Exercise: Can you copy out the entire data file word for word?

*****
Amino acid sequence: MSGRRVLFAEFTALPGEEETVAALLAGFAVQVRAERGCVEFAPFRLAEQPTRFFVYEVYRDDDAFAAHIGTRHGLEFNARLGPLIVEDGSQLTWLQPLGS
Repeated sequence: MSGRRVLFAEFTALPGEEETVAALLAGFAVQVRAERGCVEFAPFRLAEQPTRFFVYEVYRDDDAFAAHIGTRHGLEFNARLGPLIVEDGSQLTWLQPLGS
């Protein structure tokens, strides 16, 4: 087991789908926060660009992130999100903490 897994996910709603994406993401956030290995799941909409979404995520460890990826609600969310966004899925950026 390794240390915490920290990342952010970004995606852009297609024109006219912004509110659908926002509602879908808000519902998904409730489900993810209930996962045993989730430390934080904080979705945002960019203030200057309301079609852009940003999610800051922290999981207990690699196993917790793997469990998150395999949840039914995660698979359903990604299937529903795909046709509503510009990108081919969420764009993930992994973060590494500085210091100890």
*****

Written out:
Amino acid sequence: MSGRRVLFAEFTALPGEEETVAALLAGFAVQVRAERGCVEFAPFRLAEQPTRFFVYEVYRDDDAFAAHIGTRHGLEFNARLGPLIVEDGSQLTWLQPLGS
Repeated sequence: MSGRRVLFAEFTALPGEEETVAALLAGFAVQVRAERGCVEFAPFRLAEQPTRFFVYEVYRDDDAFAAHIGTRHGLEFNARLGPLIVEDGSQLTWLQPLGS
């Protein structure tokens, strides 16, 4: 087991789908926060660009992130999100903490 897994996910709603994406993401956030290995799941909409979404995520460890990826609600969310966004899925950026 390794240390915490920290990342952010970004995606852009297609024109006219912004509110659908926002509602879908808000519902998904409730489900993810209930996962045993989730430390934080904080979705945002960019203030200057309301079609852009940003999610800051922290999981207990690699196993917790793997469990998150395999949840039914995660698979359903990604299937529903795909046709509503510009990108081919969420764009993930992994973060590494500085210091100890």